Study: Vehicle, factory emissions contribute most to foul winter air – Times of India

Kolkata News

Kolkata: A quarter of the pollutants in Kolkata’s winter air is contributed by vehicular emission, the result of a two-year study on sources and quantum of pollutants has revealed. The largest contributor to the foul winter air is secondary aerosol formed by the reaction between salts in the atmosphere and chemicals released in the exhaust of vehicles, factories and thermal stations, as well as burning of waste.
According to the source apportionment study commissioned by West Bengal Pollution Control Board (WBPCB) and conducted by National Environmental Engineering & Research Institute (NEERI), secondary aerosol comprise nearly a third of the PM2.5 pollutants during winter. What this essentially means is that if strategies can be formulated to reduce these two pollutant sources, nearly 60% of the city’s air pollution can be addressed.
The study also revealed that biomass combustion has increased during winter in Kolkata. Burning of wood and coal by civic agencies during road repair and roadside pice hotel operators, among others, contribute to another quarter of pollutants.
The study, which started in the summer of 2017, is crucial for strategizing where to invest in pollution combat measures. “The measures we had adopted were based on the preliminary report in 2019. The results have been encouraging. The final report will help us fine-tune the strategies further,” said WBPCB chairman Kalyan Rudra.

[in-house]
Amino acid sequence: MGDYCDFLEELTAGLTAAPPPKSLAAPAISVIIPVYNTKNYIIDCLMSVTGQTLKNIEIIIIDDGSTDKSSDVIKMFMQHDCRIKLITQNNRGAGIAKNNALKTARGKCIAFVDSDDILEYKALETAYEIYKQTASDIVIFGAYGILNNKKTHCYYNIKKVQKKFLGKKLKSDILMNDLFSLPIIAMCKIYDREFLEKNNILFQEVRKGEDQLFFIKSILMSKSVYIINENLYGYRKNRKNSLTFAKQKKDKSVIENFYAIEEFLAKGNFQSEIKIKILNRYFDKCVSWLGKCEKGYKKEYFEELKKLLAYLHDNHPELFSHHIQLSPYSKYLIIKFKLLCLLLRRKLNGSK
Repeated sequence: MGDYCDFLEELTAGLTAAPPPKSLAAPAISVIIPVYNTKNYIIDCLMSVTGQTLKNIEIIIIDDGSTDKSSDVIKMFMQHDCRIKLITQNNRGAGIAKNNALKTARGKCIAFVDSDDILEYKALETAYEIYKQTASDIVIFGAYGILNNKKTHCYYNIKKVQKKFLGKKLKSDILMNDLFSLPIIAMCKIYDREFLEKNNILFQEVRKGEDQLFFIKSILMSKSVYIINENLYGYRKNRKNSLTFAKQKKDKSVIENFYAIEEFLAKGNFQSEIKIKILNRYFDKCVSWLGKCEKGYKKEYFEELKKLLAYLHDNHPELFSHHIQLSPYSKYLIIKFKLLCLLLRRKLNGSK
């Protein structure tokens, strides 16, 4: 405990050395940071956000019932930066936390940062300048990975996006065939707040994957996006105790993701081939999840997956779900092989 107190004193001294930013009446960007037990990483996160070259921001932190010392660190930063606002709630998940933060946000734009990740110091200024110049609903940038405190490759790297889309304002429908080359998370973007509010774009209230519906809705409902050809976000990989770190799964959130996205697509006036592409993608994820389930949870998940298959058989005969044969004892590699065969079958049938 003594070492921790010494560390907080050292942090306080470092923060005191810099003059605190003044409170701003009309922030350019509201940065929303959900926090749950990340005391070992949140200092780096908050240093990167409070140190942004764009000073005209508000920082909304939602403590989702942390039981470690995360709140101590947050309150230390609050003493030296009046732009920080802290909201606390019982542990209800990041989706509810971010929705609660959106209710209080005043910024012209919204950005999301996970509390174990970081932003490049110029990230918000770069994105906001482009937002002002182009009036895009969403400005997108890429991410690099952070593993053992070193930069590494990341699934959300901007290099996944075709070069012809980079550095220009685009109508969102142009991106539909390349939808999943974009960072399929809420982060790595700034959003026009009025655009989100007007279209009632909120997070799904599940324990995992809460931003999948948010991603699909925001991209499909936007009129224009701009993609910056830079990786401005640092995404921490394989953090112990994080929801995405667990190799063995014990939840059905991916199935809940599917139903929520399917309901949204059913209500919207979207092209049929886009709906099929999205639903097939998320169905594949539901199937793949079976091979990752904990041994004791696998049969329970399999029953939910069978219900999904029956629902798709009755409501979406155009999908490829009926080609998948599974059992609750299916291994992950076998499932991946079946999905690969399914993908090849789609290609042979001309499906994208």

“Secondary aerosols get self-neutralized in summer. But during winter, they become a major contributor of particulate matter. It isn’t clear whether these secondary aerosols are formed locally or get carried in from outside,” said Deepanjan Maumdar, principal scientist and head of CSIR-NEERI, Kolkata zonal centre.
“The results of the study is in line with the source apportionment studies in a majority of cities in southeast Asia,” said Amitava Bandyopadhyay, an expert on chemical components of pollutants.
However, Kankana Das, an environment analyst with Legal Initiative for Forest and Environment (LIFE), an environmental research and advocacy organization, found the 12-location study inadequate for a city the size of Kolkata.
“Almost all the locations were a mix of traffic junction, residential area, residential and traffic mixture and traffic and commercial mixture. The construction-intensive locations were largely kept out, which eventually led to lower percentage contribution from the construction sector,” she said.